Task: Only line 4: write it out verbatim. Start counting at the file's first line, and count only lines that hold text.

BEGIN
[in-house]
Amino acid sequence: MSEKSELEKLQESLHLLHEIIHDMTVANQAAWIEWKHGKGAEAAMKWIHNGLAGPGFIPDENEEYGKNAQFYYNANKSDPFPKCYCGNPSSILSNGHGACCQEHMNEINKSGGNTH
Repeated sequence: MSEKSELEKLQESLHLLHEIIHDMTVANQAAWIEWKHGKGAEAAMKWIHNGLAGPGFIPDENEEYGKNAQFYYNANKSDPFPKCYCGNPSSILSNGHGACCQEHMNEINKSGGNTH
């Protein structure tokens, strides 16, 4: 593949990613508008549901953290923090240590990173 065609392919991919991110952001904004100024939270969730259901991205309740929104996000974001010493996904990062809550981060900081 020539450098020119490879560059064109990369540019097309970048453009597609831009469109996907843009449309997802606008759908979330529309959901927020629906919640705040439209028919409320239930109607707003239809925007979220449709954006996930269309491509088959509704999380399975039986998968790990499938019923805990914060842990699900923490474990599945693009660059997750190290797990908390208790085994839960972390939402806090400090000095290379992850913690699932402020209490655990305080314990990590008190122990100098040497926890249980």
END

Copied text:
């Protein structure tokens, strides 16, 4: 593949990613508008549901953290923090240590990173 065609392919991919991110952001904004100024939270969730259901991205309740929104996000974001010493996904990062809550981060900081 020539450098020119490879560059064109990369540019097309970048453009597609831009469109996907843009449309997802606008759908979330529309959901927020629906919640705040439209028919409320239930109607707003239809925007979220449709954006996930269309491509088959509704999380399975039986998968790990499938019923805990914060842990699900923490474990599945693009660059997750190290797990908390208790085994839960972390939402806090400090000095290379992850913690699932402020209490655990305080314990990590008190122990100098040497926890249980």